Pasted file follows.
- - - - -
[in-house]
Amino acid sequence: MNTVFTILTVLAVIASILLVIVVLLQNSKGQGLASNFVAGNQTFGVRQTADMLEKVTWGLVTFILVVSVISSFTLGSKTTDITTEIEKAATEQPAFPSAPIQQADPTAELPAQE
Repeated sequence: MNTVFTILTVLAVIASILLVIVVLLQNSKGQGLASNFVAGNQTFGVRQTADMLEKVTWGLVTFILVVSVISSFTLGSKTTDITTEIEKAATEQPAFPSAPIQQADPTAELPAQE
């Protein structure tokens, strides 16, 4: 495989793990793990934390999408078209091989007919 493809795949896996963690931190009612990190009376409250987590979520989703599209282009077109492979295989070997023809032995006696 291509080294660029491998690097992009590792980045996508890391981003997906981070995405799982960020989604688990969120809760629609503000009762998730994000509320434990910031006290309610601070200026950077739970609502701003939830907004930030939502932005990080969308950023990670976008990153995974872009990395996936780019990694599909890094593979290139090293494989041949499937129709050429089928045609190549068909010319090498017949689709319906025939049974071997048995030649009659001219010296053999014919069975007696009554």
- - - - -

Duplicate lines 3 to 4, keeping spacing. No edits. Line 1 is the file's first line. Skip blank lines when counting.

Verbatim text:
Repeated sequence: MNTVFTILTVLAVIASILLVIVVLLQNSKGQGLASNFVAGNQTFGVRQTADMLEKVTWGLVTFILVVSVISSFTLGSKTTDITTEIEKAATEQPAFPSAPIQQADPTAELPAQE
């Protein structure tokens, strides 16, 4: 495989793990793990934390999408078209091989007919 493809795949896996963690931190009612990190009376409250987590979520989703599209282009077109492979295989070997023809032995006696 291509080294660029491998690097992009590792980045996508890391981003997906981070995405799982960020989604688990969120809760629609503000009762998730994000509320434990910031006290309610601070200026950077739970609502701003939830907004930030939502932005990080969308950023990670976008990153995974872009990395996936780019990694599909890094593979290139090293494989041949499937129709050429089928045609190549068909010319090498017949689709319906025939049974071997048995030649009659001219010296053999014919069975007696009554």